When I was cleaning up some of my digital photos this past week, I ran across the above baby picture of our dog, Cody. He is such a handsome dog (truly, see below) that I had forgotten what an incredibly adorable pup he was as well. I stared fondly at the photo, lost in nostalgia. Afterwards, my mood was noticeably uplifted for quite some time. Coincidence? Probably not.
Kate, at Views and Mews, often refers to herself as “waitstaff” for her four cats. I can totally relate. In fact, I often banter with my husband that in Cody’s eyes, my husband’s primary purpose in life is to provide exercise, entertainment and transportation, and mine is to provide food and drink. “What have you done for me lately?” I will often tease Cody, as he hangs out, rather impatiently, near his supper dish.
According to Time Magazine’s Special Edition “Animals and Your Health” (July 2016), Cody definitely pulls his weight. Research has repeatedly concluded that owning a pet reduces blood pressure in stressful situations and pet owners tend to have lower heart rates than their non-pet-owning counterparts. In one of a myriad of examples, heart patients who left the hospital after treatment were much more likely to survive if they owned a pet. (Animals & Your Health, p 20)
More and more, pets have been used to help comfort survivors of terrible tragedies, revive long-forgotten memories for Alzheimer’s patients, sniff out cancer and detect harmful bacteria in water. They have also been found to lower the incidence of cardiovascular disease, help combat post-traumatic stress disorder, reduce loneliness, provide overall emotional support and ease the aging process…to list only some proven benefits of human interaction with their pets. (Animals & Your Health, p. 6)
In fact, “simply petting a dog generally decreases both blood pressure and heart rate and appears to raise levels of serotonin, the neurotransmitter associated with feelings of happiness and well-being.” (Animals & Your Health, p. 10) In addition to this, ‘Emotional Support Animals’ are now common alternatives to traditional medicines. (Animals & Your Health, p. 8)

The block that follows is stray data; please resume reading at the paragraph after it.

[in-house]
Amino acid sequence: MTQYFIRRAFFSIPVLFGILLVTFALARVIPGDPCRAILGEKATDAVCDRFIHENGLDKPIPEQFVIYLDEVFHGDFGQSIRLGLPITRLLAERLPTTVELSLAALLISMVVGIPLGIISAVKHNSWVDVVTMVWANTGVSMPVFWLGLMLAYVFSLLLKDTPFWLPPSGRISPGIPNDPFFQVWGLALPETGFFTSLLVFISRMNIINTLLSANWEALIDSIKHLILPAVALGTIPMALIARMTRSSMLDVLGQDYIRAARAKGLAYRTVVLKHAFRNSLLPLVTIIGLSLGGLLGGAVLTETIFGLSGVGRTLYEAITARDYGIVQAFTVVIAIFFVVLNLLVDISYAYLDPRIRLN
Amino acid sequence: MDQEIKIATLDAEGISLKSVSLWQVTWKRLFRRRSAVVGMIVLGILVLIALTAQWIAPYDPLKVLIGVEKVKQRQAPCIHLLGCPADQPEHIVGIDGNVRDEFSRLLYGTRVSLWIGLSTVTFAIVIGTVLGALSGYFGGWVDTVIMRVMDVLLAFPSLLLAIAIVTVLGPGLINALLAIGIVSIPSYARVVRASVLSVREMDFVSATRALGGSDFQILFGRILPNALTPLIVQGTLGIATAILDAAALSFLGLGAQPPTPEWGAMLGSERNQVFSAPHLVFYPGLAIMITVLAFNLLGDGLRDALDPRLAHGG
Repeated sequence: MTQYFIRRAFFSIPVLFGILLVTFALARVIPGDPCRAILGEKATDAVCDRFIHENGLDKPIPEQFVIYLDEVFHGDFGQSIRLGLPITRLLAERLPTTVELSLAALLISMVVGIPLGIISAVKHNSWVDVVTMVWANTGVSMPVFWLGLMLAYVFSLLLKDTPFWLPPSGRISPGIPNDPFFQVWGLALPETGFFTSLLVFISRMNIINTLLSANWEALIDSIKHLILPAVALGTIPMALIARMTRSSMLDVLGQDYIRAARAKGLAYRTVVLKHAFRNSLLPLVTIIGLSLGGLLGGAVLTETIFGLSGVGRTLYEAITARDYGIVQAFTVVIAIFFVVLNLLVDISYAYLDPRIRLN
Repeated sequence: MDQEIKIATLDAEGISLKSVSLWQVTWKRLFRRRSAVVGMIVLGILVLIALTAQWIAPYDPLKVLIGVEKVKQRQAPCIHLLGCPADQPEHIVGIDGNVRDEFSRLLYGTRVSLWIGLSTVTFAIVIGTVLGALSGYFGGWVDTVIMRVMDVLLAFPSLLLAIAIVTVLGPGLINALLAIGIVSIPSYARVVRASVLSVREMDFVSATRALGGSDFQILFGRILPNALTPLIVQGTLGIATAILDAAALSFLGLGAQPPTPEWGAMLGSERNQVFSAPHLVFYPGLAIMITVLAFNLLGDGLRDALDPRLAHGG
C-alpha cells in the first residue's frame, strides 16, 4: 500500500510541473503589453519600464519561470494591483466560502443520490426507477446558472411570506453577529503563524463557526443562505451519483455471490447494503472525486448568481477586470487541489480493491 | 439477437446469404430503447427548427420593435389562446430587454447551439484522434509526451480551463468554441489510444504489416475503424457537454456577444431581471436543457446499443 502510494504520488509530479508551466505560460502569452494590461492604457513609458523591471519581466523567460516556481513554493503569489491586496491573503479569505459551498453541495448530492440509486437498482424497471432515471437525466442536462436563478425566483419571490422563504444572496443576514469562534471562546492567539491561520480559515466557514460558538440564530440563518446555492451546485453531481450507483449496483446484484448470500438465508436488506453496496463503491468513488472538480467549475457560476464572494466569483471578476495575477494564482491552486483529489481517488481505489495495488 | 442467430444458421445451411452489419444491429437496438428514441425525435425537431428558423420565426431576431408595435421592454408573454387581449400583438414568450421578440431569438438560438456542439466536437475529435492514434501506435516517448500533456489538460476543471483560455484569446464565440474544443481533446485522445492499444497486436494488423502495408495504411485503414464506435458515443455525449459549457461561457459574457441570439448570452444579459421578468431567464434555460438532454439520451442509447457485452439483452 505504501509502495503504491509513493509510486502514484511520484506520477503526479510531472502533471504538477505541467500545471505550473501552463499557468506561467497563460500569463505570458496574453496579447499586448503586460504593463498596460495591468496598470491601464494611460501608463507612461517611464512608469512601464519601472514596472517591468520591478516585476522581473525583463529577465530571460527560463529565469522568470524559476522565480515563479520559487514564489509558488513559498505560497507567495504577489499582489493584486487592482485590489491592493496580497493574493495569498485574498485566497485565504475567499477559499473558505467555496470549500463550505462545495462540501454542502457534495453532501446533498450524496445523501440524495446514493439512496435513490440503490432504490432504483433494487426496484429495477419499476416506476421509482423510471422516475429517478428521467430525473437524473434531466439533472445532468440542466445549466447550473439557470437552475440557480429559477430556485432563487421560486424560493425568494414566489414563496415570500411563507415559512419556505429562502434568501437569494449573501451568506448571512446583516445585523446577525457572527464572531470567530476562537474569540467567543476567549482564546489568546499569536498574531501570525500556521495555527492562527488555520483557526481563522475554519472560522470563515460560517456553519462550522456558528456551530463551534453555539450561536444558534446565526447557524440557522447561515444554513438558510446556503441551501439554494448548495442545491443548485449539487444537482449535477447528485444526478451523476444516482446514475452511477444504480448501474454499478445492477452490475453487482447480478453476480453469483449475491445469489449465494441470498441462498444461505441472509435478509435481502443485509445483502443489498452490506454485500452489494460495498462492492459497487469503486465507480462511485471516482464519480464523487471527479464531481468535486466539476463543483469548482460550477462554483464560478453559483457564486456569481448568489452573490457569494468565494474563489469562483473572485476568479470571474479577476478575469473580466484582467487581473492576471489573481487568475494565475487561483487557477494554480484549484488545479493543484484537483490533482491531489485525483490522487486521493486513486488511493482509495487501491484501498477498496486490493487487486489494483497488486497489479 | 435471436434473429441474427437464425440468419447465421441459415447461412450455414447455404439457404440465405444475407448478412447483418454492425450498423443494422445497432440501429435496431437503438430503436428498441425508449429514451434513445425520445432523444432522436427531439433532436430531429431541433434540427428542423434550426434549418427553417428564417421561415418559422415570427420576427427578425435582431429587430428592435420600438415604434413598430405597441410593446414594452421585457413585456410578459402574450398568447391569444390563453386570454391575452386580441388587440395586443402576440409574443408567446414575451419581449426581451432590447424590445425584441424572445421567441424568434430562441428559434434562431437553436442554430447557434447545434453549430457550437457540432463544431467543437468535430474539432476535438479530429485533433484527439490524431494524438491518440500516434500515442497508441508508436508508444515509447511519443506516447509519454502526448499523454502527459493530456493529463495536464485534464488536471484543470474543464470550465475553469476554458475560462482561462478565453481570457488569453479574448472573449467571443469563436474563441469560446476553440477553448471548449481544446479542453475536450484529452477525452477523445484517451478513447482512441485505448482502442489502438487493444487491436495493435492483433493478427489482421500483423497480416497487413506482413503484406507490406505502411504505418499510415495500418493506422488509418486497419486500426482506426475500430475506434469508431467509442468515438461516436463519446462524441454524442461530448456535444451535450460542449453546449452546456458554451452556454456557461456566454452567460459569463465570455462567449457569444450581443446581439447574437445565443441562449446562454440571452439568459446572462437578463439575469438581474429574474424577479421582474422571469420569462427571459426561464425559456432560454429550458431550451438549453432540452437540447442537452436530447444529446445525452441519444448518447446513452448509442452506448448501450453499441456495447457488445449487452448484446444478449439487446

In the US and Canada, more households have pets than have children. (Animals & Your Health, p. 6) In fact, 57 percent of Canadian households have pets which equates to 7.5 million homes. (Source) While the figures of what many people spend on their pets can be staggering (in 2015, it was estimated that pet owners in the US spent over 60 billion dollars caring for their animals), the benefits of pet ownership may be incalculable. (Source)
As for Cody…he doesn’t chase balls, doesn’t fetch sticks, does not reliably sit on command (see last post) and is an absolutely lousy watchdog. Regardless, throughout the last eleven years, he has been intricately woven into the fabric of our family’s pack. He has provided countless adventures, endless stories, and unparalleled laughter. Daily, he has ensured that we have gotten off of the couch, out of the house and into the fresh air. When we moved back to Canada and into our new home, he quickly introduced us to more neighbors than we would have met on our own. Yes, Cody has definitely found his way into our hearts. Our lives have been forever enriched because of it.
What about you? If you have a four-legged critter in your life (or own a bird, or fish or reptile….) what has your pet done for you lately?
Bjerklie, David (Ed.). (July, 2016). Animals & Your Health: The Power of Pets to Heal Our Pain, Help Us Cope, and Improve our Well-Being. Time Magazine Special Edition.